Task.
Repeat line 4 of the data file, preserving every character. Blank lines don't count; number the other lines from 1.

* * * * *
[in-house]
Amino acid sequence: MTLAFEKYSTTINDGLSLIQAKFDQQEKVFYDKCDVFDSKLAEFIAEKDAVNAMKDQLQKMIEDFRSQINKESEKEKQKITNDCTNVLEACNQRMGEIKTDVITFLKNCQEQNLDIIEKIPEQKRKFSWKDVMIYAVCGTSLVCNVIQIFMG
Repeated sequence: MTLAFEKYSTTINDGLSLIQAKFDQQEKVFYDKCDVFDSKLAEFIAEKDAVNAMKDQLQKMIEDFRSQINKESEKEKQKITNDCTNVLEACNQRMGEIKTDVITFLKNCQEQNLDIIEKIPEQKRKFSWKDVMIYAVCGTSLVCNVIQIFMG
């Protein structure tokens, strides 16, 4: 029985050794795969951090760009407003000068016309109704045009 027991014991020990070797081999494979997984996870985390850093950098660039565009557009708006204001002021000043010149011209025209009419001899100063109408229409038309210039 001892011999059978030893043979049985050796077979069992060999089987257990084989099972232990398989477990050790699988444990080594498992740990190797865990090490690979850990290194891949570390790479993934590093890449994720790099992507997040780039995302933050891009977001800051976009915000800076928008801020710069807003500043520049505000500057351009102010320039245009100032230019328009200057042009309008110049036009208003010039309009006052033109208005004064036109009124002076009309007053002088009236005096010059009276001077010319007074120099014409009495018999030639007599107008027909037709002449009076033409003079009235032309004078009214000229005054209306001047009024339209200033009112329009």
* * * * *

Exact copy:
């Protein structure tokens, strides 16, 4: 029985050794795969951090760009407003000068016309109704045009 027991014991020990070797081999494979997984996870985390850093950098660039565009557009708006204001002021000043010149011209025209009419001899100063109408229409038309210039 001892011999059978030893043979049985050796077979069992060999089987257990084989099972232990398989477990050790699988444990080594498992740990190797865990090490690979850990290194891949570390790479993934590093890449994720790099992507997040780039995302933050891009977001800051976009915000800076928008801020710069807003500043520049505000500057351009102010320039245009100032230019328009200057042009309008110049036009208003010039309009006052033109208005004064036109009124002076009309007053002088009236005096010059009276001077010319007074120099014409009495018999030639007599107008027909037709002449009076033409003079009235032309004078009214000229005054209306001047009024339209200033009112329009």